SSH Permission Denied (publickey) Solved: Troubleshooting and Fixes

Encountering the “SSH Permission Denied (publickey)” error while trying to connect to a remote server can be frustrating. This error typically occurs when the SSH server doesn’t recognize your public key or when your local SSH client is unable to authenticate using the provided key. In this guide, we’ll walk you through troubleshooting steps and solutions to resolve the “SSH Permission Denied (publickey)” error.

Step 1: Verify Your Public Key

Ensure that you are using the correct public key for authentication. Your public key should be stored in the ~/.ssh/ file. You can verify its content using:

cat ~/.ssh/

Step 2: Copy Public Key to Remote Server

If your public key is not present on the remote server’s ~/.ssh/authorized_keys file, you won’t be able to authenticate. Use the ssh-copy-id command to copy your public key to the remote server:

ssh-copy-id username@server_ip

Replace username with your username and server_ip with the remote server’s IP address.

Step 3: Check Permissions

Incorrect permissions on your local ~/.ssh directory and the ~/.ssh/authorized_keys file can lead to authentication failures. Make sure the permissions are set correctly:

chmod 700 ~/.ssh
chmod 600 ~/.ssh/authorized_keys

Step 4: Confirm Remote User

Ensure that you are connecting using the correct username on the remote server. If you are using a different username, specify it explicitly in your SSH command:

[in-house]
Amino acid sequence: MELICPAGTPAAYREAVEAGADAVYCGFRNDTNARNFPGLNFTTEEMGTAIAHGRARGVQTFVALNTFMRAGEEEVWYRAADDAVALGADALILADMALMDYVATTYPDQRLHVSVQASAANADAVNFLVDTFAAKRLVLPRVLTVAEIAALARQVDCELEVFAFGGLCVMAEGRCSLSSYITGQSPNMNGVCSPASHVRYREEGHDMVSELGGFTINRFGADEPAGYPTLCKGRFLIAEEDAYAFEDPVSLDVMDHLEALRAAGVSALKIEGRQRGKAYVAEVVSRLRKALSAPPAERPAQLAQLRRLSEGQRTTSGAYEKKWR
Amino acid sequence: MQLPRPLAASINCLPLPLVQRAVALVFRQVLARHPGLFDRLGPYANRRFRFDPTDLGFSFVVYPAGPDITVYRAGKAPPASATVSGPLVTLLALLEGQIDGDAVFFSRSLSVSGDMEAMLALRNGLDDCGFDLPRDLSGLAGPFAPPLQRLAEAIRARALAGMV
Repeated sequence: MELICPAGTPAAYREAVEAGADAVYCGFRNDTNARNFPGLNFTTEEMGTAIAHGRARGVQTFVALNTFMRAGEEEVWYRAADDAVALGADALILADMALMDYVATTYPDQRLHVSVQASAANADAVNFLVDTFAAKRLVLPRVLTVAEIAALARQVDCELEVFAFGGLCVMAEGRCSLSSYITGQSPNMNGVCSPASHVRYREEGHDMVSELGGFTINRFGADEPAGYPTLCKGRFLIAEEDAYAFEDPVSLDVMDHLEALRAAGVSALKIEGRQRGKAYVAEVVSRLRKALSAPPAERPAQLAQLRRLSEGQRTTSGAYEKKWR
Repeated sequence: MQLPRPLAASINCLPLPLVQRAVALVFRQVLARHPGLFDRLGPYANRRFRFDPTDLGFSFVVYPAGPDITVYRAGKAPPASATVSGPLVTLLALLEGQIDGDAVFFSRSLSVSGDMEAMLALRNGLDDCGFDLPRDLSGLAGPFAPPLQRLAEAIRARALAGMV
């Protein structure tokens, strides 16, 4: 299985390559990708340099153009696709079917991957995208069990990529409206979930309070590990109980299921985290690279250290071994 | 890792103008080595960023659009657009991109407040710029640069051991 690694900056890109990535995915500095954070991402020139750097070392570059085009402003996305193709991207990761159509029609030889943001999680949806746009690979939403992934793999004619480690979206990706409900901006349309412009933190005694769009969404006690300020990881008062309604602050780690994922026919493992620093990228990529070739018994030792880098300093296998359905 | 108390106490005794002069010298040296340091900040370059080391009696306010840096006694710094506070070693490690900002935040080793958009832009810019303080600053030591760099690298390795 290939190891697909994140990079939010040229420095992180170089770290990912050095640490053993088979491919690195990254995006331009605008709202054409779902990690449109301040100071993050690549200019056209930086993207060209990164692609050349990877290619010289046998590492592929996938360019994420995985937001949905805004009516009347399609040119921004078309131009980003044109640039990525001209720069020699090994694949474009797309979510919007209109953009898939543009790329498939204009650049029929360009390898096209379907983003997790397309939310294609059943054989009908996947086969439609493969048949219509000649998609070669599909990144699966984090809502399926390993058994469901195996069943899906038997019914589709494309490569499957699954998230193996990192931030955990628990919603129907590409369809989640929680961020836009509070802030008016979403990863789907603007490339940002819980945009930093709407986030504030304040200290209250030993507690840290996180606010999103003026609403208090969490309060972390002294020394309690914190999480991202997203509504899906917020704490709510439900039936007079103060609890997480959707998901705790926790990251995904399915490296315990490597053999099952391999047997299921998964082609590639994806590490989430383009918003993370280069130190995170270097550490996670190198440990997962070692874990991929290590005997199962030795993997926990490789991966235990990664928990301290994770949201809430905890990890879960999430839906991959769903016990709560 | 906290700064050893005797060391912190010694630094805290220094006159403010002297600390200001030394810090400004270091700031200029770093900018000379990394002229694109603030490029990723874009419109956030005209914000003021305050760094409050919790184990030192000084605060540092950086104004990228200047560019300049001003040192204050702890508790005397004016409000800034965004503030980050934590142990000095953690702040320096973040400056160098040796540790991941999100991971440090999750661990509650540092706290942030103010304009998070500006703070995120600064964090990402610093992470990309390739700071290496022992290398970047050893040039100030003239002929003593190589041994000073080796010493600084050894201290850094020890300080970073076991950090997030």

ssh username@server_ip

Step 5: Debugging with -v Option

When running the SSH command with the -v option, you’ll get verbose output that can help diagnose the issue. This output will provide insights into what’s happening during the authentication process.

ssh -v username@server_ip

Step 6: Password Authentication

If public key authentication is not working, you can temporarily enable password authentication to troubleshoot further. Open the SSH configuration file on the remote server:

sudo nano /etc/ssh/sshd_config

Change PasswordAuthentication from no to yes. Save the file and restart the SSH service:

sudo service ssh restart

Step 7: Check SSH Agent

Make sure your SSH agent is running and has your private key loaded:

eval $(ssh-agent -s)
ssh-add ~/.ssh/id_rsa

Step 8: Key Format

If you manually copied your public key, ensure that it is in the correct format and doesn’t have any extra spaces or line breaks.

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Step 9: Check Server Logs

Inspect the server’s SSH logs for any clues. You can find the logs in /var/log/auth.log or /var/log/secure:

sudo cat /var/log/auth.log

Step 10: Disable Password Authentication (Optional)

For better security, consider disabling password authentication once your key-based authentication is working:

sudo nano /etc/ssh/sshd_config

Set PasswordAuthentication to no, then restart the SSH service.


The “SSH Permission Denied (publickey)” error can have various causes, from incorrect key setups to permissions issues. By following these troubleshooting steps, you can diagnose and resolve the issue, ensuring a secure and seamless SSH connection to your remote server. Remember to exercise caution when making changes to system files and configurations.

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